Alcoholics Anomyomous, Audio Big Book, 12 Steps on MP3 Audio

Addiction Recovery Help

"Alcoholics Anonymous, Thoughts, Talks and Discussions. Read Out Loud, The Steps & Traditions, All chapters from the Big Book Plus an AA Workshop

Some of you will need to use this alternative 12 Step audio player

I got sober in the 5:30 basement meeting of the Alano Club in Portland, OR. I sat in there every day for 2 years and most every day of my third. I really like A.A.. I really appreciate the 12 Step process. People that know me will ask me, "How can you like the steps and the program and not believe in god?". They do ask. I keep telling people that I'm not a non-believer. I just don't know anything for sure so I am kind of a...I don't know...what's a good label for that?

I ask, upon awaking, that "Everything That Is" direct me to what is best and that what is best be directed to me. I don't know exactly what kind of "spiritual" stuff is out there. I don't even know if there is an "out there". It may turn out that the "out there" is "in here" and the whole apparent world is the rendering of collective thought.

I think rather than be classified as a "non" or an "un" I would come closer to being a "not limited too". What that boils down to is I don't know anything. I have some practices. I got them from people who wrote their ideas in books and some who I heard speaking at meetings. I am a Donoist.

I didn't put every chapter of the big Book up here. I left out the personal stories. I left out something else too. But I can't remember what it is.

Ideas are welcome...Use Open Discussions to talk about whatever you'd like. Doesn't have to have anything to do with AA, NA, or recovery for that matter.

The AA Preamble

"ALCOHOLICS ANONYMOUS is a fellowship of men and women who share their experience, strength and hope with each other that they may solve their common problem and help others to recover from alcoholism. The only requirement for membership is a desire to stop drinking. There are no dues or fees for A.A. membership; we are self-supporting through our own contributions. A.A. is not allied with any sect, denomination, politics, organization or institution; does not wish to engage in any controversy; neither endorses nor opposes any causes. Our primary purpose is to stay sober and help other alcoholics to achieve sobriety."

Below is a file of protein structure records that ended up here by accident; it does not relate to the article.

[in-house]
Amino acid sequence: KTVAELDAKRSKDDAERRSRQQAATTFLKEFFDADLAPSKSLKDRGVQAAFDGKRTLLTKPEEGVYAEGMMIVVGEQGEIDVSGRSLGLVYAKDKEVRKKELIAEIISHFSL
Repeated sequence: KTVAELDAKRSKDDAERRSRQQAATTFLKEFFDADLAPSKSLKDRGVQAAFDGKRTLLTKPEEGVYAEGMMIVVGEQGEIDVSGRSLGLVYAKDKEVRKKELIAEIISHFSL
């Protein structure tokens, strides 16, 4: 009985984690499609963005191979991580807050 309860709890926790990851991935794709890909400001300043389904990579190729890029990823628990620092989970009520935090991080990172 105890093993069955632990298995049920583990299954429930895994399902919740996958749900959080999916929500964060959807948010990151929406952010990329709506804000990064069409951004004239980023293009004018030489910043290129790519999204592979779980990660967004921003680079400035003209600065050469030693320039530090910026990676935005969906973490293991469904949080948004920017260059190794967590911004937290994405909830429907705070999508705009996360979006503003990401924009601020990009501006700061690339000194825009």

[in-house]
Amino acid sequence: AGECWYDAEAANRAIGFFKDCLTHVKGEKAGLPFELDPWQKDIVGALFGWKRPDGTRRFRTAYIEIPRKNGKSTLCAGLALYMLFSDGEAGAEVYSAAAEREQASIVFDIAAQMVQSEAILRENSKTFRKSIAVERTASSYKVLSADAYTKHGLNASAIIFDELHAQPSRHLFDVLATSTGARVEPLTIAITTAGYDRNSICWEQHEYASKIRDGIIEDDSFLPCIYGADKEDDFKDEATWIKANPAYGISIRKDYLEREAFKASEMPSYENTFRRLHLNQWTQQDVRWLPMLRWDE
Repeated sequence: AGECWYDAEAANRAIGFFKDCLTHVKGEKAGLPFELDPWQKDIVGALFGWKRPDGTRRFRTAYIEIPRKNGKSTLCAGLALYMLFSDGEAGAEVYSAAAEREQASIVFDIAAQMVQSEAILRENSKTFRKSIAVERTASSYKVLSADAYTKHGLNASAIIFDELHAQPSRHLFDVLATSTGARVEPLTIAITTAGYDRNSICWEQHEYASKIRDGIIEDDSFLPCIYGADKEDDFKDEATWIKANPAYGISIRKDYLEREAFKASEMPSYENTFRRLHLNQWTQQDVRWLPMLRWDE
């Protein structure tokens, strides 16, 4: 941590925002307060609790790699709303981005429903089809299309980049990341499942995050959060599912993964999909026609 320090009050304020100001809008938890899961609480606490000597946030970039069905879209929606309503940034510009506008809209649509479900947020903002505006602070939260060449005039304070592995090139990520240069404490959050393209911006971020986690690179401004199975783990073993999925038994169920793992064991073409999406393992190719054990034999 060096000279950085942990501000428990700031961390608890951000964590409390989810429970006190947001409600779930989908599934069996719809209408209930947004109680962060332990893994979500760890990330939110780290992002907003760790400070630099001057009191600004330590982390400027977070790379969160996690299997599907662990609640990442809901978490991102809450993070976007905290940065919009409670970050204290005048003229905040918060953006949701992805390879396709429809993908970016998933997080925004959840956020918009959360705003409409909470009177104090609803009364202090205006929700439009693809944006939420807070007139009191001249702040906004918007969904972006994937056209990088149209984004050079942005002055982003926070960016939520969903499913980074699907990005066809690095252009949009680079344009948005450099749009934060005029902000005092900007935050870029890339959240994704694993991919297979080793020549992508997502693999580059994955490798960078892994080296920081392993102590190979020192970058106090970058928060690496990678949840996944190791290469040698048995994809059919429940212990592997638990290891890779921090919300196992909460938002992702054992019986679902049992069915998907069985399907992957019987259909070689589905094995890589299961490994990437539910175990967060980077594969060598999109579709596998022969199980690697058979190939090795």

The Serenity Prayer

God, grant me the Serenity to accept the things I cannot change,
The Courage to change the things I can, and
The wisdom to know the difference.

The Twelve Steps

1. We admitted we were powerless over alcohol, that our lives had become unmanageable.
2. Came to believe that a Power greater than ourselves could restore us to sanity.
3. Made a decision to turn our will and our lives over to the care of God as we understood Him.
4. Made a searching and fearless moral inventory of ourselves.
5. Admitted to God, to ourselves, and to another human being the exact nature of our wrongs.
6. Were entirely ready to have God remove all these defects of character.
7. Humbly asked Him to remove our shortcomings.
8. Made a list of all persons we had harmed, and became willing to make amends to them all.